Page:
Thin Lizzy - Live And Dangerous
At the time this came out it was hailed as one of the greatest of all live albums, and certainly of the seventies. That is an accolade it has held ever since and is reflected by its high position in various all-time best album lists. In truth, I do not find it to live up to that billing. It was, in truth, just another live rock album which came out a time when rock was being swamped and rendered outdated by punk. It offered nothing new and never moved forward the concept of what a live album really ought to be about. Furthermore, it was always something of a bastard child even within itself and what it purported to be.
The sleeve notes suggest that the album was recorded in Toronto, something that is simply not true. Most of the tracks were recorded in London at the tail end of an earlier tour. Some of the tracks were laid down in North America, in Philadelphia to be precise, but not Toronto. The reason why Toronto gets such prominence is that was the location where this was remixed and where the overdubs were done. In truth, this was a live recording so much modified in the studio afterwards that it can hardly count as a live album at all.
As a result of all these circumstances, I cannot find it in me to give this album the same sort of accolades which it has received over the years from so many others. The post-recording studio enhancements were one thing (probably a consequence of Lynott's condition, at least in part), but this really did not give much of an insight in what Thin Lizzy were truly about. Some of the songs were not that much different from the studio versions, and I never thought Thin Lizzy in the studio were as good as some of their contemporaries, in spite of the passionate following they evoked among some of my contemporaries. Oddly, even though "Emerald" is one of my favourite tracks of theirs, I find the version on Live and Dangerous to be inferior to their studio version, while "Dancing in the Moonlight" (another favourite) is immeasurably better where the music and the lyrics actually meld well, enhanced by a good sax solo to boot.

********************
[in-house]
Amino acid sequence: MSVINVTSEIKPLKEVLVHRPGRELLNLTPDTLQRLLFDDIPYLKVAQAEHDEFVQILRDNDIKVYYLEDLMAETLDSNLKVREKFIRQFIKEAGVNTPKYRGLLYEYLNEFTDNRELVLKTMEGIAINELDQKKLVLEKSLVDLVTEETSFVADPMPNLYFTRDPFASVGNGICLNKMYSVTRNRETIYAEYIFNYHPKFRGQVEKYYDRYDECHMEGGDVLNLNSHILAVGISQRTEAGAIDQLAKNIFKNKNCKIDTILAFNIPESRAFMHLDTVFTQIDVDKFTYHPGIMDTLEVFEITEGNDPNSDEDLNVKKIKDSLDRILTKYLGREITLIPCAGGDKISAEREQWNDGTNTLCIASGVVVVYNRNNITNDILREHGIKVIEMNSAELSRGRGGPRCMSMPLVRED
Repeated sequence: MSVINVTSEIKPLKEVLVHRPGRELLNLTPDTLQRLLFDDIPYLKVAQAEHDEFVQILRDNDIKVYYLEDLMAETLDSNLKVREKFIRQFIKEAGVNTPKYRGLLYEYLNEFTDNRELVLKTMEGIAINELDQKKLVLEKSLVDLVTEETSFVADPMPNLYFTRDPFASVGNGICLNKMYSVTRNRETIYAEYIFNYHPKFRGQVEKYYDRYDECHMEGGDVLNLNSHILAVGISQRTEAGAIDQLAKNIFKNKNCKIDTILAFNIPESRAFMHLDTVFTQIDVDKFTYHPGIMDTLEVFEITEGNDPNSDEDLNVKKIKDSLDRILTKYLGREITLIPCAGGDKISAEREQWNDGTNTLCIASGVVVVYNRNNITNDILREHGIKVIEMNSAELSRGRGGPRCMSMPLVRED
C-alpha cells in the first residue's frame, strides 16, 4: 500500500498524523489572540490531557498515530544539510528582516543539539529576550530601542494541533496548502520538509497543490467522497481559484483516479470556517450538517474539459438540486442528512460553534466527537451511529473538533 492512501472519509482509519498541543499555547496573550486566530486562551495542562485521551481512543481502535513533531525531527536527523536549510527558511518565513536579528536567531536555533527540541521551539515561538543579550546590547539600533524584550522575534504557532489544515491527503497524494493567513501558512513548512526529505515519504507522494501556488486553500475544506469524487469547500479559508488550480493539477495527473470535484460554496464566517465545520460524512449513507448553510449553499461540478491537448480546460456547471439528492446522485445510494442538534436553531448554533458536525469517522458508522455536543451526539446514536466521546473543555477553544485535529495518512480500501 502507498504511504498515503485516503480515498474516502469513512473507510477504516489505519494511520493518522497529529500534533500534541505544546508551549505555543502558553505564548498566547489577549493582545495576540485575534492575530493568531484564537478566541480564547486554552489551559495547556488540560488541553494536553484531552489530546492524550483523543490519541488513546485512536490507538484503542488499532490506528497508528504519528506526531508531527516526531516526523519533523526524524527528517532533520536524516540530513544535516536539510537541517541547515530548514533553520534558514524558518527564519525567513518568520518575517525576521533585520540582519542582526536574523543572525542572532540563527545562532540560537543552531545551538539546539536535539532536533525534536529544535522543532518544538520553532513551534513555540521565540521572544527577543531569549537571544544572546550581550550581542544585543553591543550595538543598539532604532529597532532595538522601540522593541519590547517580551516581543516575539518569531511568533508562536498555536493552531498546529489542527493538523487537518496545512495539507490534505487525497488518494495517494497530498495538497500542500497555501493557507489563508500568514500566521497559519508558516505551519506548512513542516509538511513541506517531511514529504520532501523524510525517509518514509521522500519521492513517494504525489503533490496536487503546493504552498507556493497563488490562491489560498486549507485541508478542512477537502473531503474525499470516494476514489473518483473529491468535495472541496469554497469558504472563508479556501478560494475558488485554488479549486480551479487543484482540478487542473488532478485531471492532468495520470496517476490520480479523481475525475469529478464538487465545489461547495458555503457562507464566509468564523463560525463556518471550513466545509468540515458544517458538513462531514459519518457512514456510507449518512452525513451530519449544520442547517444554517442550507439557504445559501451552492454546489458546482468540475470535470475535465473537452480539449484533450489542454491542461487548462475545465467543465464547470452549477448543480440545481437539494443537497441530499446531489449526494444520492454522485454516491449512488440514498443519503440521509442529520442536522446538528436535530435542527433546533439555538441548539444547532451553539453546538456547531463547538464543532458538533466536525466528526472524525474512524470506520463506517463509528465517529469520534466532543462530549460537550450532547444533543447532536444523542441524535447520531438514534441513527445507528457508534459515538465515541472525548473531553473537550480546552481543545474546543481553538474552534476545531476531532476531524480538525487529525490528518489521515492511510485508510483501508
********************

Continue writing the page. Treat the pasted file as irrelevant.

These days Thin Lizzy sound notoriously sexist. This is truly music whose time has passed. Lynott's pathetic joke to the crowd asking if any of the girls want any more Irish in them was lame then and is bad now. References to demeaning treatment of women abound in the lyrics and just seem so out of place now, however borderline acceptable they may have been then. Just goes to show, this is an album which has dated and certainly not for the better.
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on 2011-04-04 CharlesMartel Said:
I recently listened to this album again, paying particular attention to the sound. Listen closely and you can hear the little clicks as overdubs were inserted. Shame!